Consent and respect for anonymity is key when posting content on social media. This issue has been highlighted recently as protests have broken out all over the country in response to the murders of George Floyd and Breonna Taylor. While you might be inclined to post inspirational videos and pictures of the protests, be aware of the dangers that many protesters might face if their identity is exposed. When posting protest content, attempt to keep the identities of those protesting hidden whenever possible. Be mindful when posting revealing or potentially triggering content to social media and ask yourself whether you can still make your point without using risky content.

Why am I posting this? Oftentimes, people feel guilted into posting something on social media because “everyone else is doing it.” This bandwagon mentality isn’t necessarily a bad thing. It pushes others to feel the need to raise awareness and to inform themselves further about the issue in question. However, before posting something, you should ask yourself whether the post is simply a way for you to lessen your personal guilt, or whether your motivation for posting is rooted in your genuine humanity and concern for others. In the days following the murder of George Floyd, I watched as my Instagram feed was filled with images of black screens. This act of intended solidarity prompted many to question the motivation of those who chose to post it.

Showing your support for Black Lives Matter is wonderful, but if you chose to post simply to prove to others that you “aren’t racist,” remember that your personal fight against racism shouldn’t end after posting a black screen. Posting because you feel guilty should not be discouraged. However, by questioning the motivation and purpose in your activism, you can hold yourself accountable for your personal privilege and the role that you have in the fight for change. While posts come and go, the compassion you feel for others and your own fight for justice and equality should never end.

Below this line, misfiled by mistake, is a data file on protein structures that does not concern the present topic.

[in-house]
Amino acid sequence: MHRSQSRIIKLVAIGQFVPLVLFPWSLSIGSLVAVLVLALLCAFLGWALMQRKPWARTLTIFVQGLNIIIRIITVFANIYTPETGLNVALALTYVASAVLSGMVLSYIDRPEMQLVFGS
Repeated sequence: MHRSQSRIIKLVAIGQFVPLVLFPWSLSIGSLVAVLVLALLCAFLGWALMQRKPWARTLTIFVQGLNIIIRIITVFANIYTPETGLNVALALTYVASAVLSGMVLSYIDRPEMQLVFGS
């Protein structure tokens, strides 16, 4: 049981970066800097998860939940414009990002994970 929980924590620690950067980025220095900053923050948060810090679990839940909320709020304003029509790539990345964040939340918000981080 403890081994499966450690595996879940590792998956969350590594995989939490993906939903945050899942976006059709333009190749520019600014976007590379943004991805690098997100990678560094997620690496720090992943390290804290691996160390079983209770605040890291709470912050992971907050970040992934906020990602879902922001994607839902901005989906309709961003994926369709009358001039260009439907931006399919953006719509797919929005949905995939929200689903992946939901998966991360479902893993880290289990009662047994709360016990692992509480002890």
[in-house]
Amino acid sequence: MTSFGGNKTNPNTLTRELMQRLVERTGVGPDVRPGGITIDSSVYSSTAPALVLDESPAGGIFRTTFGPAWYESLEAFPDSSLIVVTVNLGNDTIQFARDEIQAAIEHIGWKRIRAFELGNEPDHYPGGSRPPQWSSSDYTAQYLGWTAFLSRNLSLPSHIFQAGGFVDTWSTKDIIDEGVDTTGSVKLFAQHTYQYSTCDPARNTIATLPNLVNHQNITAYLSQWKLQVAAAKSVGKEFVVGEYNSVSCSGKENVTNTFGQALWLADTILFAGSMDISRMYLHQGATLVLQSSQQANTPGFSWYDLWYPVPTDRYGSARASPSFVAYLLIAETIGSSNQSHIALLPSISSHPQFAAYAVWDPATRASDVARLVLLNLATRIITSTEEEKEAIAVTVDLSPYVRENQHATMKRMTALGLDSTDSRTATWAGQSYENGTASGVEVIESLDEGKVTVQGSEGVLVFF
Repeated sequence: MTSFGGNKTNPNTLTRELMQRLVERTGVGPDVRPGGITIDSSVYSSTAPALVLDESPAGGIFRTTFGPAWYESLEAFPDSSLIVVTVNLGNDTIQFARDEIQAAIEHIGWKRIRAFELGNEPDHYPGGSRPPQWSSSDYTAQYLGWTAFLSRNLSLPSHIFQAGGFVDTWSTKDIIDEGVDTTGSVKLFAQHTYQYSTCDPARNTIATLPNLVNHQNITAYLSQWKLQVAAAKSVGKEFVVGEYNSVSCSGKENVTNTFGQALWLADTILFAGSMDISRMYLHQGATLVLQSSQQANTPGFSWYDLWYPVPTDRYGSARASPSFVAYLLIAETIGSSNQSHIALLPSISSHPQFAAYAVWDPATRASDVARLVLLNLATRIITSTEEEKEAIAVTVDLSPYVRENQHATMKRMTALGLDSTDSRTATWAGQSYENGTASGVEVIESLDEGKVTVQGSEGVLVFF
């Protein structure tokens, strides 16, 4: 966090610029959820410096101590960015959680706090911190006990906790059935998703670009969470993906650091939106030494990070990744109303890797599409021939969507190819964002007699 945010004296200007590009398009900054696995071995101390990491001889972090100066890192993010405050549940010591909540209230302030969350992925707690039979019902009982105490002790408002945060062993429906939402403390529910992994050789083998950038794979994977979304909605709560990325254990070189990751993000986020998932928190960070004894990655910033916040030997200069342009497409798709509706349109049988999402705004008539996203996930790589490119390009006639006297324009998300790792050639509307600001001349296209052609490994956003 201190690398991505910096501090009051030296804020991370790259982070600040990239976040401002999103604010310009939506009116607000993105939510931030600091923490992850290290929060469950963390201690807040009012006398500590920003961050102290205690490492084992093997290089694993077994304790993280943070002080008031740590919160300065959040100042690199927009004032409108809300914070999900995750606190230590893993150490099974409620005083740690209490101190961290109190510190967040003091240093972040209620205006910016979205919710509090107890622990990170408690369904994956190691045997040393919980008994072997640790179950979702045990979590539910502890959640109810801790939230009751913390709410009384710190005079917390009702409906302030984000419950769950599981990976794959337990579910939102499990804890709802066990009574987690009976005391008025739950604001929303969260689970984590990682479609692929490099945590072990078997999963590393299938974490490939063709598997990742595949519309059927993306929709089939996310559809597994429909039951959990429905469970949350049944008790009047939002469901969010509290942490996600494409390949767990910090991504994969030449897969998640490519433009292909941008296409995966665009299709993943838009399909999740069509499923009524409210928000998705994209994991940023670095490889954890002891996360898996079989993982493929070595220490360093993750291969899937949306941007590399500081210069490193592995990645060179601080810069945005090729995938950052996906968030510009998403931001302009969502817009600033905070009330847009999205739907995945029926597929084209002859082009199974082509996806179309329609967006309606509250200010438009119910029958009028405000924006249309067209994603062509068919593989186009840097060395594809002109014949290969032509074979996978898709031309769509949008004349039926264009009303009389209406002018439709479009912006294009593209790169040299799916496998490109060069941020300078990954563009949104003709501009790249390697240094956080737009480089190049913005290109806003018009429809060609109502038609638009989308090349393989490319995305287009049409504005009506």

If the first time you have heard of a problem in our world is on social media, that is great. However, be aware that problems exist before and continue on after social media sheds light on them. Activism and compassion are not trends. As difficult as it can be to determine what to post to raise awareness for injustice, it must be understood that any additional step you are taking to educate yourself or to share accurate information is a good thing. In no way am I discouraging you from posting on social media.

I am simply calling upon you to deepen your understanding of the systemic problems around you before informing others. Use the opportunity to post something as a chance to educate yourself further on the issue. The problem isn’t fixed the moment you post about it and social media isn’t there to help you feel less guilty for the wrongdoings of your country or community. The fight continues even when you turn your phone off.

Kate Berreth is currently a High School Junior at Chapel Hill High School where she is the president of the Ethics Bowl Club, a club that focuses on creating dialogue about complex ethical dilemmas and is a member of her Mock Trial team.